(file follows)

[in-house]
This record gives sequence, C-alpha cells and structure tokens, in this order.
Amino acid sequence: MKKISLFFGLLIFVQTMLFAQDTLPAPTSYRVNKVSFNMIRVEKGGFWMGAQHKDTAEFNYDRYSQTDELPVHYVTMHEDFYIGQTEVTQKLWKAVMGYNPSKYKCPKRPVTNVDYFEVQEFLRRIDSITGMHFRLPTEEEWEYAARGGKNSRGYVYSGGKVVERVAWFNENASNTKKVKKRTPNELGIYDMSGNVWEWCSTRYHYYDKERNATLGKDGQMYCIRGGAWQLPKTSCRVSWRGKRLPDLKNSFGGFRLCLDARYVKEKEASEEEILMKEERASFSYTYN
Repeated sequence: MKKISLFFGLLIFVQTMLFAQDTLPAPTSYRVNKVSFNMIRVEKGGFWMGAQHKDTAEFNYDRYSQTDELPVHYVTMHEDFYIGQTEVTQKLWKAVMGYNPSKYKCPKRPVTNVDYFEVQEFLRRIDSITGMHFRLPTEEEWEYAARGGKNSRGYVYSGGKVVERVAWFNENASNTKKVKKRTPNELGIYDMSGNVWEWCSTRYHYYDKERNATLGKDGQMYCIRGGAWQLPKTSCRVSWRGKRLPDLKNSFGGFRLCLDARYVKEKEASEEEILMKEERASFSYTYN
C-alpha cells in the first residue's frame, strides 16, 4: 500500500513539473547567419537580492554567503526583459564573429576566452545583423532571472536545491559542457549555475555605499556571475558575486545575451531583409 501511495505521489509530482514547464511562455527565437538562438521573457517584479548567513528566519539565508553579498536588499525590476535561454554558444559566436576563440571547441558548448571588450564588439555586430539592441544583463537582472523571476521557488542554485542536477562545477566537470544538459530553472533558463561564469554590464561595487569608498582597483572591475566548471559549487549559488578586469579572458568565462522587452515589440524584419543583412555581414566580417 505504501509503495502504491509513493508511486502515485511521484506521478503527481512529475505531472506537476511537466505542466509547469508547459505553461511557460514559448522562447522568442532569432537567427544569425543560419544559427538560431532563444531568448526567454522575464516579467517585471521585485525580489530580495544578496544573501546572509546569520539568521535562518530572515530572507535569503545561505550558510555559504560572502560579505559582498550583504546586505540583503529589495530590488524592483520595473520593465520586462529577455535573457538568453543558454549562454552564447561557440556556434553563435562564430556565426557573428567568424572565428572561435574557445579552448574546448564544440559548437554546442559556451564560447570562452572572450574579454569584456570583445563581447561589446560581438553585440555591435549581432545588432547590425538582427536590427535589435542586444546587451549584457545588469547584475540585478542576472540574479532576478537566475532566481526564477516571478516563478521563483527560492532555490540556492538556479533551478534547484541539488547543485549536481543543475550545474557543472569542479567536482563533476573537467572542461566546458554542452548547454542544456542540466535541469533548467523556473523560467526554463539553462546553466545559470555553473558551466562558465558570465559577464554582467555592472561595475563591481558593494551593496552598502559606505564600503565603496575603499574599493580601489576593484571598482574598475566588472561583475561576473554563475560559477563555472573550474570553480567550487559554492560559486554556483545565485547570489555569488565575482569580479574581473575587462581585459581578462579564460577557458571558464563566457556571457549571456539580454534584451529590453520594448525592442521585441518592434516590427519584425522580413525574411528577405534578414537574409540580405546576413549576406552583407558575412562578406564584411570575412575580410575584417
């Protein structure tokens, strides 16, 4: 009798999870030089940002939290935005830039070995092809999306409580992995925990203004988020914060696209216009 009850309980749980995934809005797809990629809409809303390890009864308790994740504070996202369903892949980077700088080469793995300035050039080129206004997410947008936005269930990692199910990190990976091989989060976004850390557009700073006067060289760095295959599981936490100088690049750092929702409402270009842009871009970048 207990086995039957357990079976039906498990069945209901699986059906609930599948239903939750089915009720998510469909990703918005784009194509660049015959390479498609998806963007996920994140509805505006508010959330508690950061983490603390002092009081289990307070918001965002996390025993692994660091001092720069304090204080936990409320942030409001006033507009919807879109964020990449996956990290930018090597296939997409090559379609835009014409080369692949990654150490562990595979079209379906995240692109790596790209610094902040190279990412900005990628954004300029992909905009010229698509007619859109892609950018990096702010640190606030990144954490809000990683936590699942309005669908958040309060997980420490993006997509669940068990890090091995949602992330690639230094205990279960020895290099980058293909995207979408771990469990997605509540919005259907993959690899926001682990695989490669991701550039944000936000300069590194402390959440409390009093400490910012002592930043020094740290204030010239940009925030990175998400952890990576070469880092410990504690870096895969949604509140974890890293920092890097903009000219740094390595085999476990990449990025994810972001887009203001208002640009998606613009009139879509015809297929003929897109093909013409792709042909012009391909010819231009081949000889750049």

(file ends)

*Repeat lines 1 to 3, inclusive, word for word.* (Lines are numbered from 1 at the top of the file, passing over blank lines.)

[in-house]
This record gives sequence, C-alpha cells and structure tokens, in this order.
Amino acid sequence: MKKISLFFGLLIFVQTMLFAQDTLPAPTSYRVNKVSFNMIRVEKGGFWMGAQHKDTAEFNYDRYSQTDELPVHYVTMHEDFYIGQTEVTQKLWKAVMGYNPSKYKCPKRPVTNVDYFEVQEFLRRIDSITGMHFRLPTEEEWEYAARGGKNSRGYVYSGGKVVERVAWFNENASNTKKVKKRTPNELGIYDMSGNVWEWCSTRYHYYDKERNATLGKDGQMYCIRGGAWQLPKTSCRVSWRGKRLPDLKNSFGGFRLCLDARYVKEKEASEEEILMKEERASFSYTYN